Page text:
Background: The impact of anesthetic choice on postoperative mortality and morbidity has not been determined with certainty.
Methods: The authors evaluated the effect of type of anesthesia on postoperative mortality and morbidity in a retrospective cohort study of consecutive hip fracture patients, aged 60 yr or older, who underwent surgical repair at 20 US hospitals between 1983 and 1993. The primary outcome was defined as death within 30 days of the operative procedure. The secondary outcomes were postoperative 7-day mortality, postoperative myocardial infarction, postoperative pneumonia, postoperative congestive heart failure, and postoperative change in mental status. Numerous comorbid conditions were controlled for individually and by several comorbidity indices using logistic regression.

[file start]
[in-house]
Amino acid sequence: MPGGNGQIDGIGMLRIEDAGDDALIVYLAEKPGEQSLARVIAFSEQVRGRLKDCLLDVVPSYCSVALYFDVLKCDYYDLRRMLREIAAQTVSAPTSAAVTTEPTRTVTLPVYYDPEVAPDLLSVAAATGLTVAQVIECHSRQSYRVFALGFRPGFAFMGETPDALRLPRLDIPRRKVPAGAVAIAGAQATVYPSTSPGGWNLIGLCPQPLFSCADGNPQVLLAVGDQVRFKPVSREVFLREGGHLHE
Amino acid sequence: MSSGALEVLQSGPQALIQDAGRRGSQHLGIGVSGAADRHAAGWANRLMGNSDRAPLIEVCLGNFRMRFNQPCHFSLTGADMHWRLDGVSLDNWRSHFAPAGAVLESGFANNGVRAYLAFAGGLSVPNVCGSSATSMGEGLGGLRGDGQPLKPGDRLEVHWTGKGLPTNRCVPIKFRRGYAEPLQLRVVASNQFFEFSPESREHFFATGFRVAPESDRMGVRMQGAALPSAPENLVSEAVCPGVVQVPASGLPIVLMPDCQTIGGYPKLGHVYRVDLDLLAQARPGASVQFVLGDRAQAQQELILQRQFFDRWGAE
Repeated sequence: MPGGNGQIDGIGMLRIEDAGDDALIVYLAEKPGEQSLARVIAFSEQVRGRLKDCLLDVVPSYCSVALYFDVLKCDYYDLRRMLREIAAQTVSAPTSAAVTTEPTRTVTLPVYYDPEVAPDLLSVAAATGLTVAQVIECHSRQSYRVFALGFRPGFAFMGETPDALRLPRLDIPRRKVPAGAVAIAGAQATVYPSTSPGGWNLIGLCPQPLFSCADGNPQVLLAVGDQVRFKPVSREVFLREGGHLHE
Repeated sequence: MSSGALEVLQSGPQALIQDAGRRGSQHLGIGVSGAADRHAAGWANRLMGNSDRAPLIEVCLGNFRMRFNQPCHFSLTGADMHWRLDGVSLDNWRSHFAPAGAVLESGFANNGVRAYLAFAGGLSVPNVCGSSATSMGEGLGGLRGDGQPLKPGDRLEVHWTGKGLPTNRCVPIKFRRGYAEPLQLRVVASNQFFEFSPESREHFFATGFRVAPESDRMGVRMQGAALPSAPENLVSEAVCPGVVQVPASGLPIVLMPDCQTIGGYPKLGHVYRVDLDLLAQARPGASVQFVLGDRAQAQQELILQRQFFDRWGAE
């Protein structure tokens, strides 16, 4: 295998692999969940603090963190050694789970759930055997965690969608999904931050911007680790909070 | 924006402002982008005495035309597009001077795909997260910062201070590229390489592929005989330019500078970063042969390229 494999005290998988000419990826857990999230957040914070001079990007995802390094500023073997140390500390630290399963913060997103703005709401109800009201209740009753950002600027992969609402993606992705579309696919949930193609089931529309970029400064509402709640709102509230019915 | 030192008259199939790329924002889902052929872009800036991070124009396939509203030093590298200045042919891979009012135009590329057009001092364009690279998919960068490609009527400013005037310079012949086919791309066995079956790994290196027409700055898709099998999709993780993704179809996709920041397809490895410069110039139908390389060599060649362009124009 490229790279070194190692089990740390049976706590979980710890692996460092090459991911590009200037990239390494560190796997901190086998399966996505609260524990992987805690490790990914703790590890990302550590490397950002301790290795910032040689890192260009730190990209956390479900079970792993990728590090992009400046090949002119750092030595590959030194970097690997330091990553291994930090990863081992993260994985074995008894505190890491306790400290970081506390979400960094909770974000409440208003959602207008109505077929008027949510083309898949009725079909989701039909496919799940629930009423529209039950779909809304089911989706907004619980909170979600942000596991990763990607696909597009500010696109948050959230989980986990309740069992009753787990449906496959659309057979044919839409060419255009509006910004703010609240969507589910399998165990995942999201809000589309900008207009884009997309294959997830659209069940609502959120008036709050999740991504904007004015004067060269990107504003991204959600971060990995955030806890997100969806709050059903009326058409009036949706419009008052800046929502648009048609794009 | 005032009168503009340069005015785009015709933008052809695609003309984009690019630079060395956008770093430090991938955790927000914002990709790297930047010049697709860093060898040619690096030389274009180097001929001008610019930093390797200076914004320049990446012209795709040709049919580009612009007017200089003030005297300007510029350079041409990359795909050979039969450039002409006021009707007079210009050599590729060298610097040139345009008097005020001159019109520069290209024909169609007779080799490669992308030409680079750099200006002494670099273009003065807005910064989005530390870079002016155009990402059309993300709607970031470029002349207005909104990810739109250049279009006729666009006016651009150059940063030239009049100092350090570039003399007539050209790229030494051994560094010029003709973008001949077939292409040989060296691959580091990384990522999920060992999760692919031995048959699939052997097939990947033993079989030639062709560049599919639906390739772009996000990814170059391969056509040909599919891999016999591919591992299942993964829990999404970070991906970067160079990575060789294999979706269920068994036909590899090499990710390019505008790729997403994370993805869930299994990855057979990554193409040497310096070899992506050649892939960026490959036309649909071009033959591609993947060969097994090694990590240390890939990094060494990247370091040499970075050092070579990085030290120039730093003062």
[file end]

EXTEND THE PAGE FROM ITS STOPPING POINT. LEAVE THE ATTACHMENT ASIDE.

Results: General anesthesia was used in 6,206 patients (65.8%) and regional anesthesia in 3,219 patients (3,078 spinal anesthesia and 141 epidural anesthesia). The 30-day mortality rate in the general anesthesia group was 4.4%, compared with 5.4% in the regional anesthesia group (unadjusted odds ratio = 0.80; 95% confidence interval = 0.66-0.97). However, the adjusted odds ratio for general anesthesia increased to 1.08 (0.84-1.38). The adjusted odds ratios for general anesthesia versus regional anesthesia for the 7-day mortality was 0.90 (0.59-1.39) and for postoperative morbidity outcomes were as follows: myocardial infarction: adjusted odds ratio = 1.17 (0.80-1.70); congestive heart failure: adjusted odds ratio = 1.04 (0.80-1.36); pneumonia: adjusted odds ratio = 1.21 (0.87-1.68); postoperative change in mental status: adjusted odds ratio = 1.08 (0.95-1.22).
Conclusions: The authors were unable to demonstrate that regional anesthesia was associated with better outcome than was general anesthesia in this large observational study of elderly patients with hip fracture. These results suggest that the type of anesthesia used should depend on factors other than any associated risks of mortality or morbidity.